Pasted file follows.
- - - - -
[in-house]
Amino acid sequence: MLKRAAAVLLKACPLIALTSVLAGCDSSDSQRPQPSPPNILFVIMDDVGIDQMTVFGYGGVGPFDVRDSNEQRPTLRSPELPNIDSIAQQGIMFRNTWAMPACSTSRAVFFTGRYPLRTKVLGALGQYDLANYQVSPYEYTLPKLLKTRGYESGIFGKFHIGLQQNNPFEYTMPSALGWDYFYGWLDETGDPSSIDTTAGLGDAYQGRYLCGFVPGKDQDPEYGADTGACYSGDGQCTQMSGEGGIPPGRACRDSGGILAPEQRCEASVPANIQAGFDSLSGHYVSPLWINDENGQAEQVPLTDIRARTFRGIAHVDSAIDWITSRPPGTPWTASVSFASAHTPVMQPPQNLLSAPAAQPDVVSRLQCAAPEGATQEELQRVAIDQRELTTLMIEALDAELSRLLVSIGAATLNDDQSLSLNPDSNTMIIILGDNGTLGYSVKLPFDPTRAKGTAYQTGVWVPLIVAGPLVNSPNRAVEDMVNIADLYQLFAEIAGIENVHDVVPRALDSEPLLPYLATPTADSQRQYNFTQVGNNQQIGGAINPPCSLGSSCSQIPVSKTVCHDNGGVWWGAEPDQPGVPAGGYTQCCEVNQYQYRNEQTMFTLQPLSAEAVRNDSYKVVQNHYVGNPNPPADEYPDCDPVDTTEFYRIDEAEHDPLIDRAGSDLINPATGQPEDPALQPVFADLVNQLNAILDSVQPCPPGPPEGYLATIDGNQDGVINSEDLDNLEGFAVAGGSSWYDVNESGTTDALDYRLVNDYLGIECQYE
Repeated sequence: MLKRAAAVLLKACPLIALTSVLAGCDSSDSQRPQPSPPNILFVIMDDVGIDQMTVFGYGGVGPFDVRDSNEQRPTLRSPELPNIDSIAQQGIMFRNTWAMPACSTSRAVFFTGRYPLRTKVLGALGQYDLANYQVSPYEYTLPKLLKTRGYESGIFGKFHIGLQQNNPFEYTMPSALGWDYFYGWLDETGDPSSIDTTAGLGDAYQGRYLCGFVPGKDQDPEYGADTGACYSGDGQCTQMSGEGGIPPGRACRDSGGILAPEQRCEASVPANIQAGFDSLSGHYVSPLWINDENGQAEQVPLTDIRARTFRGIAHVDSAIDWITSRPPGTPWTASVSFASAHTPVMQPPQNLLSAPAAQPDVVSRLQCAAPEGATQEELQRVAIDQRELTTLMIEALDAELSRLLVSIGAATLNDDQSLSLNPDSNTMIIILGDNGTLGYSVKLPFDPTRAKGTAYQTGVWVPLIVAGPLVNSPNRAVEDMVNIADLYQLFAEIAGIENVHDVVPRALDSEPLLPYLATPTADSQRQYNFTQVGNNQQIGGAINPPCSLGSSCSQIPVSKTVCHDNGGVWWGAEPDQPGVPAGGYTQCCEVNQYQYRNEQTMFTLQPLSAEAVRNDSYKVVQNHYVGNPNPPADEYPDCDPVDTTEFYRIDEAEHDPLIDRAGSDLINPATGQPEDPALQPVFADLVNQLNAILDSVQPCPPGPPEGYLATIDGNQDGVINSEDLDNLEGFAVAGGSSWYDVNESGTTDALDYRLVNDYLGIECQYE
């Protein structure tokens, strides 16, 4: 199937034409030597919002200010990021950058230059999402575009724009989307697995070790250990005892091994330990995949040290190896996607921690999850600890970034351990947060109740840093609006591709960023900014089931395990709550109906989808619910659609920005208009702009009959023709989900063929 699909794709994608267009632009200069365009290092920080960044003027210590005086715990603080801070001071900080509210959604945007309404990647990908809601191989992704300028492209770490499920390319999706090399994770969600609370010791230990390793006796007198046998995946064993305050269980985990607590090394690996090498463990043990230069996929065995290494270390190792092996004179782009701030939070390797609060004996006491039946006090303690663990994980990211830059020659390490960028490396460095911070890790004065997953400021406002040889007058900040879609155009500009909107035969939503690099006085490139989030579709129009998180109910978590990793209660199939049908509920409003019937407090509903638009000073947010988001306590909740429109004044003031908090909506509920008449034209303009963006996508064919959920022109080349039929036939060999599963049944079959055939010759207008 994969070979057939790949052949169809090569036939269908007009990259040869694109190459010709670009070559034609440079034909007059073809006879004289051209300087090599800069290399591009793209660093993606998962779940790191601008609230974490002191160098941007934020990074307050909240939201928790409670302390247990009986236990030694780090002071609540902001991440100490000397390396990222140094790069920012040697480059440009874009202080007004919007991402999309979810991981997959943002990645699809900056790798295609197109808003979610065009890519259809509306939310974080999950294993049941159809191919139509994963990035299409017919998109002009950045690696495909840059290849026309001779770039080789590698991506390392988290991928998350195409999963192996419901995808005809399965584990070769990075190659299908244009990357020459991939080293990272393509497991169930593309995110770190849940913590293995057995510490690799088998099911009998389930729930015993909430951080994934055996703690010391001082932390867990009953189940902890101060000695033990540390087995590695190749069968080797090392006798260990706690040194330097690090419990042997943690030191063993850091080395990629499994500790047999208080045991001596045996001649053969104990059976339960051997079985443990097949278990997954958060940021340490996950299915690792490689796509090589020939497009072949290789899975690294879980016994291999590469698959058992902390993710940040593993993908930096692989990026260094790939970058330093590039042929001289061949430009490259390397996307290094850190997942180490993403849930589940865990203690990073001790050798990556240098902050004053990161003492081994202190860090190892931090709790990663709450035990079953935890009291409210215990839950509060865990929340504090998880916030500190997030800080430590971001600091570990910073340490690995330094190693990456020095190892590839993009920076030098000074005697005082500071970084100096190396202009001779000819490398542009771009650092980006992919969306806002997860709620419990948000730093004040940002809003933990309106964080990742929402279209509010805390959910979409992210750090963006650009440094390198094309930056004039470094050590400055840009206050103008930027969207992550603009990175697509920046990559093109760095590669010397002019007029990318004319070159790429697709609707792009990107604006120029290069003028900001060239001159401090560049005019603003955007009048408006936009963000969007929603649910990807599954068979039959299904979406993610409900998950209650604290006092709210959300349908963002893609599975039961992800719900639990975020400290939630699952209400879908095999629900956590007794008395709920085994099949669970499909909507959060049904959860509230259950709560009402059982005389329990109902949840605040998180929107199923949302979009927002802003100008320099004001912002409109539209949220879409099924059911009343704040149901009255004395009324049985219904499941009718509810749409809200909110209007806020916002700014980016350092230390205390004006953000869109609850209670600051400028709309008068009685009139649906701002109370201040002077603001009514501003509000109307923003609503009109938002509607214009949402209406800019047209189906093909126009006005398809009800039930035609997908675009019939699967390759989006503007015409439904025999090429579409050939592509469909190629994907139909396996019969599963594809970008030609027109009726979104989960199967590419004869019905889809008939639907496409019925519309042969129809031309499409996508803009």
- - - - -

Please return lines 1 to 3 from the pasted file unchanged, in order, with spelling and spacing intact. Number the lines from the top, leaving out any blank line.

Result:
[in-house]
Amino acid sequence: MLKRAAAVLLKACPLIALTSVLAGCDSSDSQRPQPSPPNILFVIMDDVGIDQMTVFGYGGVGPFDVRDSNEQRPTLRSPELPNIDSIAQQGIMFRNTWAMPACSTSRAVFFTGRYPLRTKVLGALGQYDLANYQVSPYEYTLPKLLKTRGYESGIFGKFHIGLQQNNPFEYTMPSALGWDYFYGWLDETGDPSSIDTTAGLGDAYQGRYLCGFVPGKDQDPEYGADTGACYSGDGQCTQMSGEGGIPPGRACRDSGGILAPEQRCEASVPANIQAGFDSLSGHYVSPLWINDENGQAEQVPLTDIRARTFRGIAHVDSAIDWITSRPPGTPWTASVSFASAHTPVMQPPQNLLSAPAAQPDVVSRLQCAAPEGATQEELQRVAIDQRELTTLMIEALDAELSRLLVSIGAATLNDDQSLSLNPDSNTMIIILGDNGTLGYSVKLPFDPTRAKGTAYQTGVWVPLIVAGPLVNSPNRAVEDMVNIADLYQLFAEIAGIENVHDVVPRALDSEPLLPYLATPTADSQRQYNFTQVGNNQQIGGAINPPCSLGSSCSQIPVSKTVCHDNGGVWWGAEPDQPGVPAGGYTQCCEVNQYQYRNEQTMFTLQPLSAEAVRNDSYKVVQNHYVGNPNPPADEYPDCDPVDTTEFYRIDEAEHDPLIDRAGSDLINPATGQPEDPALQPVFADLVNQLNAILDSVQPCPPGPPEGYLATIDGNQDGVINSEDLDNLEGFAVAGGSSWYDVNESGTTDALDYRLVNDYLGIECQYE
Repeated sequence: MLKRAAAVLLKACPLIALTSVLAGCDSSDSQRPQPSPPNILFVIMDDVGIDQMTVFGYGGVGPFDVRDSNEQRPTLRSPELPNIDSIAQQGIMFRNTWAMPACSTSRAVFFTGRYPLRTKVLGALGQYDLANYQVSPYEYTLPKLLKTRGYESGIFGKFHIGLQQNNPFEYTMPSALGWDYFYGWLDETGDPSSIDTTAGLGDAYQGRYLCGFVPGKDQDPEYGADTGACYSGDGQCTQMSGEGGIPPGRACRDSGGILAPEQRCEASVPANIQAGFDSLSGHYVSPLWINDENGQAEQVPLTDIRARTFRGIAHVDSAIDWITSRPPGTPWTASVSFASAHTPVMQPPQNLLSAPAAQPDVVSRLQCAAPEGATQEELQRVAIDQRELTTLMIEALDAELSRLLVSIGAATLNDDQSLSLNPDSNTMIIILGDNGTLGYSVKLPFDPTRAKGTAYQTGVWVPLIVAGPLVNSPNRAVEDMVNIADLYQLFAEIAGIENVHDVVPRALDSEPLLPYLATPTADSQRQYNFTQVGNNQQIGGAINPPCSLGSSCSQIPVSKTVCHDNGGVWWGAEPDQPGVPAGGYTQCCEVNQYQYRNEQTMFTLQPLSAEAVRNDSYKVVQNHYVGNPNPPADEYPDCDPVDTTEFYRIDEAEHDPLIDRAGSDLINPATGQPEDPALQPVFADLVNQLNAILDSVQPCPPGPPEGYLATIDGNQDGVINSEDLDNLEGFAVAGGSSWYDVNESGTTDALDYRLVNDYLGIECQYE